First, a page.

Versus Arthritis share their expertise and insights with Lifestyle Health Hub
One in six of us in the UK are living with pain caused by arthritis. This long-term condition can be overwhelming, especially at the time of diagnosis. Experiencing chronic daily pain can be a constant reminder of how much life has changed.
For someone who has arthritis, a life without pain may be difficult to imagine, but it’s also a subject clinicians and therapists continually explore. For years, we’ve known exercise is essential in maintaining good general health. This isn’t any less true for people with arthritis.
Some might argue that, for a condition like arthritis, characterised by joint pain, inflammation and fatigue, exercise would just make it worse. The reality is, exercise can be incredibly effective as a natural form of pain relief and can help build core body strength that alleviates physical strain on our joints.
Every little helps to keep us healthier
Studies indicate 75% of chronic pain is musculoskeletal. Regular physical activity boosts our sense of general wellbeing; especially maintaining good mental health. While arthritis may make movement difficult, clinical experts recommend 30 minutes of aerobic exercise five times a week can make a difference.
Stretching at home or walking a little further than usual can gradually have a positive impact on joints and muscles. Exercise can be this simple. Varying everyday routines and enjoying a healthy diet with plenty of fresh vegetables (broccoli is known to be particularly beneficial) can also be effective in managing symptoms to live better with arthritis.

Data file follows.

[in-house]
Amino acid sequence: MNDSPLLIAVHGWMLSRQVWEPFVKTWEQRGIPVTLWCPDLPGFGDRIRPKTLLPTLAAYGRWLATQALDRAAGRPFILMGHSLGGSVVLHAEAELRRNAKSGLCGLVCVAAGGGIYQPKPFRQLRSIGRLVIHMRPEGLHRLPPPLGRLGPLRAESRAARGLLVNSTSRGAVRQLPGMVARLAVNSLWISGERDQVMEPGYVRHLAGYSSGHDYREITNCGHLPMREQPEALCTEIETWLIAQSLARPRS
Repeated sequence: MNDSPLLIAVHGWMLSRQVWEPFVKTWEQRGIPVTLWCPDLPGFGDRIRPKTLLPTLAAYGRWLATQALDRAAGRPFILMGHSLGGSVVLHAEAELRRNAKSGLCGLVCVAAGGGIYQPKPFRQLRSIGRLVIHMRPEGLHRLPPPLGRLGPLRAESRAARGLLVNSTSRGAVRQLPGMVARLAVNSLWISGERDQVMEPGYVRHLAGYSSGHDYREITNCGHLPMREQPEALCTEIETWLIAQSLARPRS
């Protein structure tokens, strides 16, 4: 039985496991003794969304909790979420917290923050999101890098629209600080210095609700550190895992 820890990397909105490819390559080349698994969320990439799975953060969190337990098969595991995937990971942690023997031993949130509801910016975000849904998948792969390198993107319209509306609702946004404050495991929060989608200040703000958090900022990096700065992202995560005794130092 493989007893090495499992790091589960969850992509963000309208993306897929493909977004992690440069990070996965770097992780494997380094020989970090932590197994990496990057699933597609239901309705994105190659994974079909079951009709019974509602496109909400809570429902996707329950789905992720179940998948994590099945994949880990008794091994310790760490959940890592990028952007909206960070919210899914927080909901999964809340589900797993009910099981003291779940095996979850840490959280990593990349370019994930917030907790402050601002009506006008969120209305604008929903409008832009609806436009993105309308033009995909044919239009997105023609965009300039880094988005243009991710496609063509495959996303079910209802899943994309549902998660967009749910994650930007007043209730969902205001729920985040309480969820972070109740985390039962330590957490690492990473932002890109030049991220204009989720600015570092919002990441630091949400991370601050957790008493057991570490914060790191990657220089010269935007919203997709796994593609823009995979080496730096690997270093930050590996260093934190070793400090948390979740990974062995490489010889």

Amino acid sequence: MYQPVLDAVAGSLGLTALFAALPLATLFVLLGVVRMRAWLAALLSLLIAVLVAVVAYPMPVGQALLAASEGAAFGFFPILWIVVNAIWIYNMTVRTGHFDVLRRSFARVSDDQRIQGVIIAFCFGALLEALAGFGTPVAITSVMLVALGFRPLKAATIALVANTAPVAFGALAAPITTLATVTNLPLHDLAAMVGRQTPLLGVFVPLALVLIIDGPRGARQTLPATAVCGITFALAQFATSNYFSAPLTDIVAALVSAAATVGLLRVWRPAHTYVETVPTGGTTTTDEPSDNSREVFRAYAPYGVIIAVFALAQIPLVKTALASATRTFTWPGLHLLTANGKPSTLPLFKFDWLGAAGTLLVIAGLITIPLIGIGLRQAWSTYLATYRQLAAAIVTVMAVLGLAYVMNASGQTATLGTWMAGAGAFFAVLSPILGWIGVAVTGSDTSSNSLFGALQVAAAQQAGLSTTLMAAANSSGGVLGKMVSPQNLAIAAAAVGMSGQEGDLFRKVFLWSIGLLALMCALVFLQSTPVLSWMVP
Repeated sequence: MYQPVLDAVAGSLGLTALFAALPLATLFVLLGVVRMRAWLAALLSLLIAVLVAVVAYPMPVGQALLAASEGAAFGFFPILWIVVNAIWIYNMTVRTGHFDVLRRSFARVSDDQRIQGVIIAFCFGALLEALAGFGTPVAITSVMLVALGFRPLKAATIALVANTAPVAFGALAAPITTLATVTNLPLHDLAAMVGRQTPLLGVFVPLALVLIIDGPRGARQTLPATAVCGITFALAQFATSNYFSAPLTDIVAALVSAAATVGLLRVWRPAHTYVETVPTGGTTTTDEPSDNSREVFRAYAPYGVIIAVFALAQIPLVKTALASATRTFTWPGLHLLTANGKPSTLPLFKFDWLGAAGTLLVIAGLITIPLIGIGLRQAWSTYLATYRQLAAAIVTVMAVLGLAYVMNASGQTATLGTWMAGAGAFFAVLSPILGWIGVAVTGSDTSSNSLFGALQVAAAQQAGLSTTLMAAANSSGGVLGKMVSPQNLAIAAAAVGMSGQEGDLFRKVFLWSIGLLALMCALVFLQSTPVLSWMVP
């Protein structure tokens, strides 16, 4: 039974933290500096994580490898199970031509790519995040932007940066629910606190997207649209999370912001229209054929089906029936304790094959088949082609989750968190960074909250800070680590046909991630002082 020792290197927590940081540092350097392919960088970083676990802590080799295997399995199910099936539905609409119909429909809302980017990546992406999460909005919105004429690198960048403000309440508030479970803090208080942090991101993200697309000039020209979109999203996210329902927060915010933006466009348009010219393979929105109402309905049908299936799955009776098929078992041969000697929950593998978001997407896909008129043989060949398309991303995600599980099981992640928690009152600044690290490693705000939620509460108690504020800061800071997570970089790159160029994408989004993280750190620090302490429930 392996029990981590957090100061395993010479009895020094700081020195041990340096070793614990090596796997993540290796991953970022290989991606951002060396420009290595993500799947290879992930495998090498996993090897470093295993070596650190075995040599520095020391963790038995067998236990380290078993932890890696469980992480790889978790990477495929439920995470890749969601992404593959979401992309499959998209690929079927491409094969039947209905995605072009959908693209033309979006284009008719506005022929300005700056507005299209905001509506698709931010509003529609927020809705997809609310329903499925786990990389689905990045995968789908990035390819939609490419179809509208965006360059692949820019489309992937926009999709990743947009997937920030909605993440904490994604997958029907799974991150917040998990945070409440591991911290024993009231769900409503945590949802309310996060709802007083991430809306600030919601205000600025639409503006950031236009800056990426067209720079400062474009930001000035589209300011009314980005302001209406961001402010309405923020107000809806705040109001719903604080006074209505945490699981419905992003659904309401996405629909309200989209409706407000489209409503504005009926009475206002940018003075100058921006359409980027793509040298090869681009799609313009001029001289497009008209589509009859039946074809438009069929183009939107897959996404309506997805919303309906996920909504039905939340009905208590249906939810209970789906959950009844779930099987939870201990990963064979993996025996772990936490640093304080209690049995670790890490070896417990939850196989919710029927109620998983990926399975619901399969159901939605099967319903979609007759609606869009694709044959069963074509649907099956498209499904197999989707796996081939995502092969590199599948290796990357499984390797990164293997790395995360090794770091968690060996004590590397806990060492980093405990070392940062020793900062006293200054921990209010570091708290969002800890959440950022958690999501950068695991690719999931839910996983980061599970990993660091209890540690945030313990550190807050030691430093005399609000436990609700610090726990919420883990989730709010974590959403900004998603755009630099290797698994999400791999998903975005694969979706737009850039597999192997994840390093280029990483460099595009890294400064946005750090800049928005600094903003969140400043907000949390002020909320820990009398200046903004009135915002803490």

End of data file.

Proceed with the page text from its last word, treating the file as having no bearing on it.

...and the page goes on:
My own secret medicine: Jemma’s story
Fourteen years ago, Jemma was diagnosed with ankylosing spondylitis, an inflammatory form of arthritis that affects the spine. Having been sporty all her life, her diagnosis was a shock that made the pain and fatigue of arthritis hard for her to adjust to. After a few years of living in pain, Jemma discovered what she now calls ‘her own secret medicine’ – yoga.
“There are so many different types of yoga; I can explore a style that suits my physical capacity for that specific day. It means I still get to exercise in some way even if I’m feeling fatigued. It reduces my frustration and negativity.”
Jemma has also found exercise beneficial for her mental wellbeing, saying, “It offers perspective, control of my thoughts and relaxation of my mind and body.” A true believer in the links between exercise and living better, she is training to be a yoga instructor. Jemma hopes this next stage of her journey will also help other people with arthritis.
Determined people like Jemma show it’s never too late to start getting fit and staying fit. Millions of people across the UK live fuller lives by staying active. We always recommend you speak with your healthcare provider before beginning any exercise programme. If arthritis has had an impact in your life, you could find regular, gentle exercise is a natural way to manage pain.
Visit Versus Arthritis to find out more. Versus Arthritis offers guidance on a range of exercises aimed at people with arthritis https://www.versusarthritis.org/about-arthritis/managing-symptoms/exercise/exercises-to-manage-pain/